March 7, 2014 -- I watched this movie again last night for the first time in 50 years. When I first saw it, this movie left me with a bad taste in my mouth because of the awful ending it has. After watching it again, that awful ending seemed even worse than before, so I went back and read the play on which the movie was based, “Pygmalion,” and there, I found the ending to the story that should have been in the movie, but wasn't.
As far as a story goes, the play is far superior to the film. This is too bad because the film has wonderful music, great performances and some of the most spectacular costumes you'll ever see, along with that awful conclusion (see spoiler section below for a discussion about the way the film ends). Musically, this film is light years ahead of most modern musicals, such as some of those highly touted recent Andrew Lloyd Webber film adaptations. Those classic songs, such as “The Street Where You Live” and “I Could Have Danced All Night,” stick with you long after the film ends.
Eliza Doolittle (played by Audrey Hepburn), a poor girl selling flowers on the street, finds herself the object of study by phonetics scholar Henry Higgins (played by Rex Harrison). Higgins boasts that he can teach Doolittle, in a few months, to speak proper English well enough to fool anyone in high society. His friend, Colonel Hugh Pickering (played by Wilfrid Hyde-White) makes a bet with Higgins that he cannot accomplish the feat.
Pickering agrees to pay for Doolittle's lessons and to pay for some of her living expenses for the duration of the bet, as she, Pickering and Higgins are all living in Higgins' spacious home, along with several servants. Higgins is independently wealthy, but also seems to make some money from his phonetics publications and teaching. Higgins works very hard with Doolittle to get rid of her Cockney accent. He also bullies her and ridicules her, constantly reminding her of her poor background and lack of education.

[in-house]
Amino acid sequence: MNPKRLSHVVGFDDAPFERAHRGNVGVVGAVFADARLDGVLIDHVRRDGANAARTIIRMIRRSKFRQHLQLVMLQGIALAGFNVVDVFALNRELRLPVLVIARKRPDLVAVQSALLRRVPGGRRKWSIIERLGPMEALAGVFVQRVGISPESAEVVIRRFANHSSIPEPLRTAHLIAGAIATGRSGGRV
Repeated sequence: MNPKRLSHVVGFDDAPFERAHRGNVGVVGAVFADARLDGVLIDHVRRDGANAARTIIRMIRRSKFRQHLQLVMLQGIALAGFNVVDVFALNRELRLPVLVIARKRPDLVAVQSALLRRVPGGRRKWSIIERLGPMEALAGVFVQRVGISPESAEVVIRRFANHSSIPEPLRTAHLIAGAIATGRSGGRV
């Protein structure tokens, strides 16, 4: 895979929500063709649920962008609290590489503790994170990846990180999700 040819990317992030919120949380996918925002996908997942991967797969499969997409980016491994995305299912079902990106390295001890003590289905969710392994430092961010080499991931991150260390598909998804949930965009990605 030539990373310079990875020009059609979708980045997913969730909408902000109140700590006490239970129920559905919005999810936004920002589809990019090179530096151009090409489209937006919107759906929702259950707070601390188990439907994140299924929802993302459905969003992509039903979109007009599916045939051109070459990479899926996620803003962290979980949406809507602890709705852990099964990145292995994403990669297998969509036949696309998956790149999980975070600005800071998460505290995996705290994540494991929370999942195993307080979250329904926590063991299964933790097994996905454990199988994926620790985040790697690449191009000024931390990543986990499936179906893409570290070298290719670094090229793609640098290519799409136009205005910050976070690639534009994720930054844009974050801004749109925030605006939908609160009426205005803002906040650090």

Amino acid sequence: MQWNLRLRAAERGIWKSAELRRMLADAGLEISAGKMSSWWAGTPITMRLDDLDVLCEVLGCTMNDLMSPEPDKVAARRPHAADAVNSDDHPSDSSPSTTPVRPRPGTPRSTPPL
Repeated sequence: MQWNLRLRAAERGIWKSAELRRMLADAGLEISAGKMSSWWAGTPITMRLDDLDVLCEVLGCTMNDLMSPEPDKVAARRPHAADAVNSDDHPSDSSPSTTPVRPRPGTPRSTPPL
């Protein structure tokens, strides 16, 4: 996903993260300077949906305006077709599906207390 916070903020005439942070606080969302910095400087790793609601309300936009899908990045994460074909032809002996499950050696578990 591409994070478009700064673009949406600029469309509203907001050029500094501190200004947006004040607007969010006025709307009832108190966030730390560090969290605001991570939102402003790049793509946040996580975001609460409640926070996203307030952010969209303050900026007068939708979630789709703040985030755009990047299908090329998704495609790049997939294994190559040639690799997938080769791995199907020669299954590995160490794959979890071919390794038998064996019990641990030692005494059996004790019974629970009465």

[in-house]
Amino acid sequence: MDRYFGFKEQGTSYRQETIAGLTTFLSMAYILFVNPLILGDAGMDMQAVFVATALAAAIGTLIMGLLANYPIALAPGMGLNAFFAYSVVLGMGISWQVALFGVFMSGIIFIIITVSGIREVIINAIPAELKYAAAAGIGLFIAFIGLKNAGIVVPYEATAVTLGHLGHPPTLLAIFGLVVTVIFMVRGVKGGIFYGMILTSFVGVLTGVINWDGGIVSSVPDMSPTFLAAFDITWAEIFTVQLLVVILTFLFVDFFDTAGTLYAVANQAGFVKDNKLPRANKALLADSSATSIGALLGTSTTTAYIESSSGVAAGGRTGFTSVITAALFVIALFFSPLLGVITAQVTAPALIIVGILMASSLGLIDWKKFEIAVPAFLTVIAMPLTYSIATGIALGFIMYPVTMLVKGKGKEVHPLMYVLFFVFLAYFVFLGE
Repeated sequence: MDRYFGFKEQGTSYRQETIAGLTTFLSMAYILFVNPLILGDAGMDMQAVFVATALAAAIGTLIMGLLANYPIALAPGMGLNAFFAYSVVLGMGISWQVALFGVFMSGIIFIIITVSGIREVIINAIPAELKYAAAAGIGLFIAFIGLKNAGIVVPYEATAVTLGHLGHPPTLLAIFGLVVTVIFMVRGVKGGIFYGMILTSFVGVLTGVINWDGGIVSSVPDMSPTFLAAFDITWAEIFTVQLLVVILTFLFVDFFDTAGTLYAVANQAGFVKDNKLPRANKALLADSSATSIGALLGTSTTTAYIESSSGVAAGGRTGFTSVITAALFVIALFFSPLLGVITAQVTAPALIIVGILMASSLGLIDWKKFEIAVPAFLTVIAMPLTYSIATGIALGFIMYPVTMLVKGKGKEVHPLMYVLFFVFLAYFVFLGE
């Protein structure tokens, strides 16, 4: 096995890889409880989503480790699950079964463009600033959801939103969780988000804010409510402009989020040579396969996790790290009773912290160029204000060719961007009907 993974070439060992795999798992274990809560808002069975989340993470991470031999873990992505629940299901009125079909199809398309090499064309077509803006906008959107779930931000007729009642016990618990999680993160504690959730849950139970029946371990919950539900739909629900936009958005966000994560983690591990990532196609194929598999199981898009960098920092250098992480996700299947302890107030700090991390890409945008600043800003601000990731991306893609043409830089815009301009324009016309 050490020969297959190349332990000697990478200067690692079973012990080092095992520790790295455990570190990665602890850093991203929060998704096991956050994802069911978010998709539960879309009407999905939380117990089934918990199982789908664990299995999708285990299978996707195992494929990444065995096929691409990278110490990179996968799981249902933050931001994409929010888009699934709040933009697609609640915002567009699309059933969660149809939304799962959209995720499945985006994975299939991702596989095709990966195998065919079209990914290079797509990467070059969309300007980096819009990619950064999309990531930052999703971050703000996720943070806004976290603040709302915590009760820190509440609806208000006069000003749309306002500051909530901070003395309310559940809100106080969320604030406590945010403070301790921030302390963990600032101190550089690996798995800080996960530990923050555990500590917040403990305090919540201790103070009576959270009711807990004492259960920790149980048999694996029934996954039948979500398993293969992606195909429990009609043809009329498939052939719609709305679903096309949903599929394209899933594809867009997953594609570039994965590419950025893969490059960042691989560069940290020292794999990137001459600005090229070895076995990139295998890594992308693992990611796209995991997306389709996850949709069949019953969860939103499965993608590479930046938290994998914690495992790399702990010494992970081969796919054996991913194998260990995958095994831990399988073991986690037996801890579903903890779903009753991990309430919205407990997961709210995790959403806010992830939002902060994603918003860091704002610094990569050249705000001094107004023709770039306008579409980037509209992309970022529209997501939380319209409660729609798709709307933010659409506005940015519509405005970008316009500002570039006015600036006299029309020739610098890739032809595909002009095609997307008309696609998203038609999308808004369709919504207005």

Eventually Eliza blossoms into a beautiful lady, learning the manners and speech of high London society. This seems obvious to everyone but Higgins, who still treats her like a street urchin. He is proud of what she has become, but only insofar as she is his own creation. He gives himself all the credit. Eliza is quite angry with Higgins for his manner of treating her as an inferior and ordering her about. She abruptly leaves.
Higgins, who has grown to enjoy Eliza's company, is mystified as to the source of her resentment. Eliza goes to stay with Higgins' mother (played by Gladys Cooper). She also announces her intention to marry Freddy Eynsford-Hill (played by Jeremy Brett) a young man who falls in love with her charm and beauty. Meanwhile, Eliza's penniless rascal of a father, Alfred P. Doolittle (played to the hilt by Stanley Holloway, whose performance of “A Little Bit of Luck” is a show-stopper) has had a complete reversal of fortune, thanks to a joke by Higgins that backfires. Eliza's father is now rich and he can now afford to support her.